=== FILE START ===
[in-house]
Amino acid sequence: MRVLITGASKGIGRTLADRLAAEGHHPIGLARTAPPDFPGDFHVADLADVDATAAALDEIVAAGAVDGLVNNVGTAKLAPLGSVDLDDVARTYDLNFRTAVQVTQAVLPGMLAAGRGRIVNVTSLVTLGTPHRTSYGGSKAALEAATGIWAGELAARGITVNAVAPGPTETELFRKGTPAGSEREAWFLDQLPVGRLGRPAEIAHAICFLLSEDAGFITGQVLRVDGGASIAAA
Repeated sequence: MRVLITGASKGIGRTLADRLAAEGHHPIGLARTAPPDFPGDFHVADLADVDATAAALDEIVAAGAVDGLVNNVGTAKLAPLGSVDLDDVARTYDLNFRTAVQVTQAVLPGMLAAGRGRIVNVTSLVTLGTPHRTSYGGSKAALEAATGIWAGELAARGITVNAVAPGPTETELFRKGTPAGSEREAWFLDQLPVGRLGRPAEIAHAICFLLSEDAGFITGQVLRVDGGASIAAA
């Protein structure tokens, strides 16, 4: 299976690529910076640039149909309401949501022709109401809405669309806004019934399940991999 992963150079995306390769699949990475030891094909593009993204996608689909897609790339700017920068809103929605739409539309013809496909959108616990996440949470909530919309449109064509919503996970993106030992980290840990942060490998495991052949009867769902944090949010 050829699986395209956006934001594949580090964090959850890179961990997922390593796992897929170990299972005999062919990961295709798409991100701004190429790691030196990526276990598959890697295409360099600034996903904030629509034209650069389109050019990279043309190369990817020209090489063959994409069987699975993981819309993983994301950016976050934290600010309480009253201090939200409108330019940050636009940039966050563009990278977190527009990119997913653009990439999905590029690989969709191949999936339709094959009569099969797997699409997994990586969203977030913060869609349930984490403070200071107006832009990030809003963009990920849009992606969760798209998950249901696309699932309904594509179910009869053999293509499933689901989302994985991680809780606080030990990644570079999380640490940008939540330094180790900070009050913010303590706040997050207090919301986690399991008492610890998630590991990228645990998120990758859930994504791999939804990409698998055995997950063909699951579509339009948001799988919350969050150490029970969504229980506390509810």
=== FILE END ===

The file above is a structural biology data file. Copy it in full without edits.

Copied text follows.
[in-house]
Amino acid sequence: MRVLITGASKGIGRTLADRLAAEGHHPIGLARTAPPDFPGDFHVADLADVDATAAALDEIVAAGAVDGLVNNVGTAKLAPLGSVDLDDVARTYDLNFRTAVQVTQAVLPGMLAAGRGRIVNVTSLVTLGTPHRTSYGGSKAALEAATGIWAGELAARGITVNAVAPGPTETELFRKGTPAGSEREAWFLDQLPVGRLGRPAEIAHAICFLLSEDAGFITGQVLRVDGGASIAAA
Repeated sequence: MRVLITGASKGIGRTLADRLAAEGHHPIGLARTAPPDFPGDFHVADLADVDATAAALDEIVAAGAVDGLVNNVGTAKLAPLGSVDLDDVARTYDLNFRTAVQVTQAVLPGMLAAGRGRIVNVTSLVTLGTPHRTSYGGSKAALEAATGIWAGELAARGITVNAVAPGPTETELFRKGTPAGSEREAWFLDQLPVGRLGRPAEIAHAICFLLSEDAGFITGQVLRVDGGASIAAA
């Protein structure tokens, strides 16, 4: 299976690529910076640039149909309401949501022709109401809405669309806004019934399940991999 992963150079995306390769699949990475030891094909593009993204996608689909897609790339700017920068809103929605739409539309013809496909959108616990996440949470909530919309449109064509919503996970993106030992980290840990942060490998495991052949009867769902944090949010 050829699986395209956006934001594949580090964090959850890179961990997922390593796992897929170990299972005999062919990961295709798409991100701004190429790691030196990526276990598959890697295409360099600034996903904030629509034209650069389109050019990279043309190369990817020209090489063959994409069987699975993981819309993983994301950016976050934290600010309480009253201090939200409108330019940050636009940039966050563009990278977190527009990119997913653009990439999905590029690989969709191949999936339709094959009569099969797997699409997994990586969203977030913060869609349930984490403070200071107006832009990030809003963009990920849009992606969760798209998950249901696309699932309904594509179910009869053999293509499933689901989302994985991680809780606080030990990644570079999380640490940008939540330094180790900070009050913010303590706040997050207090919301986690399991008492610890998630590991990228645990998120990758859930994504791999939804990409698998055995997950063909699951579509339009948001799988919350969050150490029970969504229980506390509810």